Although the construction industry is becoming more innovative, it still lags behind other industries in adopting new technologies. One such technology augmented reality. Augmented reality has the power to make construction easier, better, safer. Here is more about augmented reality and it’s use in the construction industry.
What Is Augmented Reality?
Augmented reality is a view of the physical world around you through your computer or phone, with data coming as computer-generated sounds, videos, graphics, or GPS signals
One great example of this technology, although not work-related, was the Pokémon Go game. With this game, users could view the real world through their phone’s camera and “see” the Pokémon on their street or in the sky. They could even interact with the Pokémon and “catch” them with their phone.
There are many work-related use cases for augmented reality, and it can be used in various industries. For example, some companies use it to display information about products on their shelves while others use it to provide more realistic views of their products. Archeologists have used it to extract possible details from excavation sites and understand what the site could have looked like.
Easier Concrete Construction with Augmented Reality
FARO Technologies recently released its first augmented reality app for concrete construction, called FARO Flatness Check. This is a great example of the use of augmented reality in construction.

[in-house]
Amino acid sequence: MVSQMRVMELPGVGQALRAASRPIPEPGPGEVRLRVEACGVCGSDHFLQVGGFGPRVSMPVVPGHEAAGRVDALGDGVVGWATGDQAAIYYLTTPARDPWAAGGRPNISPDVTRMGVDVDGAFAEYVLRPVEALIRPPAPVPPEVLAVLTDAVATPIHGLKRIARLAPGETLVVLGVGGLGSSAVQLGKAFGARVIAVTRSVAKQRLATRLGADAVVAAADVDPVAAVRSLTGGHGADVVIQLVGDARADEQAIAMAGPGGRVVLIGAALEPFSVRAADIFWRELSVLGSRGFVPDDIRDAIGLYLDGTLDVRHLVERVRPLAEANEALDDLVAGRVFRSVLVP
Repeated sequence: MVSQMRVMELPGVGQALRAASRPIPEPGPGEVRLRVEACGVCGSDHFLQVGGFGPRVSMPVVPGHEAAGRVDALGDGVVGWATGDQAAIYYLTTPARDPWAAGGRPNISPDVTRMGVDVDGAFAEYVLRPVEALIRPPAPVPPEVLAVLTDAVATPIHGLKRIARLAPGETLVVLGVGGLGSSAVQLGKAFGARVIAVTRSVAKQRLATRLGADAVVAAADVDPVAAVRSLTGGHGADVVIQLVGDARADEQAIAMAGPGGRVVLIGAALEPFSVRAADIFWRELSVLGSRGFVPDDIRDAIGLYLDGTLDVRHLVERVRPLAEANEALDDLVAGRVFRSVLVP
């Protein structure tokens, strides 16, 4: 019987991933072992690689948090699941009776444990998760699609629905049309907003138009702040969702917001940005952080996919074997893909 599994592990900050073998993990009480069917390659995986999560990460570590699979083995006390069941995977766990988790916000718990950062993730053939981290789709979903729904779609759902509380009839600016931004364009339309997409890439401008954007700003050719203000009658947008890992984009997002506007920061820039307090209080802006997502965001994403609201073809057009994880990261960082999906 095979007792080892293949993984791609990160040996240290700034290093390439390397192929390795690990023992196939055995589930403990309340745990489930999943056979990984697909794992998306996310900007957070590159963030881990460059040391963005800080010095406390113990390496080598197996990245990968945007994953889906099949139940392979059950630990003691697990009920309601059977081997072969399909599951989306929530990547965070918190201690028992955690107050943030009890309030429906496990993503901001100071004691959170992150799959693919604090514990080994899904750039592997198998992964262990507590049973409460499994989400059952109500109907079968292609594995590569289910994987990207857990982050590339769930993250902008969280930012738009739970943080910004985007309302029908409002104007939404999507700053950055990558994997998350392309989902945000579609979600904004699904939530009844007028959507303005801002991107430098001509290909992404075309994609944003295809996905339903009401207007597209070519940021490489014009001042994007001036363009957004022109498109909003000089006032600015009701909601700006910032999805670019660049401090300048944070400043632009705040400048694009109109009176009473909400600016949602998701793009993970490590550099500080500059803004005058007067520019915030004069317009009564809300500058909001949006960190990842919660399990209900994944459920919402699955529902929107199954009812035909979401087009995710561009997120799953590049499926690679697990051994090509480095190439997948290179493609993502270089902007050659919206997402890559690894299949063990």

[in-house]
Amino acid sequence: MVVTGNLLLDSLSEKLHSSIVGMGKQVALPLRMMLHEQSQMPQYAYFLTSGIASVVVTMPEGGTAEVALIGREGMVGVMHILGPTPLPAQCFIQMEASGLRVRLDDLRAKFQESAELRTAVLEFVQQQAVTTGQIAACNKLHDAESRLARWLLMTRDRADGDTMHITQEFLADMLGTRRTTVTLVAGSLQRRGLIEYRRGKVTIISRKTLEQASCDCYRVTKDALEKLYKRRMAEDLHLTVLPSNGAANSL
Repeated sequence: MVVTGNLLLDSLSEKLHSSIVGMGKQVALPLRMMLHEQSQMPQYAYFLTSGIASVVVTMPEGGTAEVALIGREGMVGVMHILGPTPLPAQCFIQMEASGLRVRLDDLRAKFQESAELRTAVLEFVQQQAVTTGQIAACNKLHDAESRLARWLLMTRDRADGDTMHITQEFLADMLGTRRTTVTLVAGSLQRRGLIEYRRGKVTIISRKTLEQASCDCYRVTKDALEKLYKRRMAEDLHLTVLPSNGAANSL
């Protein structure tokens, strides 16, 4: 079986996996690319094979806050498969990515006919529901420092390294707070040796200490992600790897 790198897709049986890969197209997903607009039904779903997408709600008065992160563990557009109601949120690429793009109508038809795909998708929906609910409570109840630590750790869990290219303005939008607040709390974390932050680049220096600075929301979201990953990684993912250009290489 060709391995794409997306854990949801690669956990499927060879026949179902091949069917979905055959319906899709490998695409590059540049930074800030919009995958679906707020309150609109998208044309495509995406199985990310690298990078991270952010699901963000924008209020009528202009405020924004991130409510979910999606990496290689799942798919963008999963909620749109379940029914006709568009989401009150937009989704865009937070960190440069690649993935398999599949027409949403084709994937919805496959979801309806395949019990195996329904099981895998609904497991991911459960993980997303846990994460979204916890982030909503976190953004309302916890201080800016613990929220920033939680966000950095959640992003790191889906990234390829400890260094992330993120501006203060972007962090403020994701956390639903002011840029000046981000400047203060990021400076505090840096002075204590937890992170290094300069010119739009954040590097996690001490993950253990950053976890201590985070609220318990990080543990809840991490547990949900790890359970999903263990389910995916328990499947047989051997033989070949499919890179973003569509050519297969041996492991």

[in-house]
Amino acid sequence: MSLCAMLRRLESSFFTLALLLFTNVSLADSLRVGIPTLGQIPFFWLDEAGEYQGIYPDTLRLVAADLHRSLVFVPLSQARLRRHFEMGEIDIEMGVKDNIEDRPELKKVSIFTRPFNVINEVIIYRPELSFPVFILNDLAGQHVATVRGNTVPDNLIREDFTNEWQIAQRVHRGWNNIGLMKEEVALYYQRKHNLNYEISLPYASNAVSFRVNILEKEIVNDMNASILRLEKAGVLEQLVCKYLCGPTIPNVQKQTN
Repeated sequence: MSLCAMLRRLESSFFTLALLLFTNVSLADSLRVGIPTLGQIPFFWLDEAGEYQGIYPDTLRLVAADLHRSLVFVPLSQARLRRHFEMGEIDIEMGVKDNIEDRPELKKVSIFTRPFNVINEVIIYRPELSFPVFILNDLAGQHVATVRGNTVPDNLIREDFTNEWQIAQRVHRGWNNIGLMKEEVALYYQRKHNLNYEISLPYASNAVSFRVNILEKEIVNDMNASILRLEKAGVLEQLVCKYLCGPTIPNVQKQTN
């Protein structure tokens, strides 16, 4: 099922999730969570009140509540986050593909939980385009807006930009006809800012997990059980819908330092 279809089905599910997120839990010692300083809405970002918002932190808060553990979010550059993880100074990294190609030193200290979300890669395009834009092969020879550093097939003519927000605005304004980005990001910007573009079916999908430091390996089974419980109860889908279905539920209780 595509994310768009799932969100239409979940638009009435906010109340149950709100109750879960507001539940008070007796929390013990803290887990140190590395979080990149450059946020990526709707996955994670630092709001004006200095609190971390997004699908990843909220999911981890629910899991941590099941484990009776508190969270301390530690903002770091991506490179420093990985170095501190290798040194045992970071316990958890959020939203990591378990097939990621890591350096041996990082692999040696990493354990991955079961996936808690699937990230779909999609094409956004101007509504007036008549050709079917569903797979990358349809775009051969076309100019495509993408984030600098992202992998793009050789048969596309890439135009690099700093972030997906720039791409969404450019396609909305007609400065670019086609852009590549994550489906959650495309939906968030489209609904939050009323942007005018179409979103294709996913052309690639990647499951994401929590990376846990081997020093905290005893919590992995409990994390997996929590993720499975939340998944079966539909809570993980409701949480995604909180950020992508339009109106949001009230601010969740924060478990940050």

A flatness check is a method of examining the flatness of concrete slabs or other surfaces. Traditionally this has been done by hand using a straight edge and a level. With the FARO app, inspectors and contractors can check the levelness of concrete using their iPad or Android tablet.
This easy-to-use app can even guide foremen to find out where the concrete is out of tolerance and fix it. With this app, they can do it while the concrete is still wet, which makes it more efficient at correcting mistakes.
“By helping the concrete industry prevent waste, reduce materials usage and speed time spent on-site FARO is taking an important step in its ongoing corporate sustainability efforts to reduce carbon emissions and to ensure greener, cleaner communities wherever FARO products are in use,” said Alistair Wells, Director of Product Management at FARO.
Take Another Step into the Future with Mixed Reality
Mixed reality is where you integrate the real world with virtual worlds. With mixed reality, you can interact with physical and digital objects at the same time.
The biggest difference between mixed reality and augmented reality is you need a VR headset to view and interact with mixed reality. The main difference with virtual reality is you are still aware of the real world and the objects around you. You don’t get totally immersed and lost in the virtual world.
You can interact with a virtual environment (such as a model of your site) while remaining in the real world. This allows for greater collaboration between team members and a more immersive experience for remote visitors. The cost of building these models is also significantly lower than that of conventional methods.
With this new technology, workers can view instructions from their site supervisor on a tablet or smartphone then overlay that information onto the thing they’re working on. This will allow them to complete tasks much faster and with greater accuracy.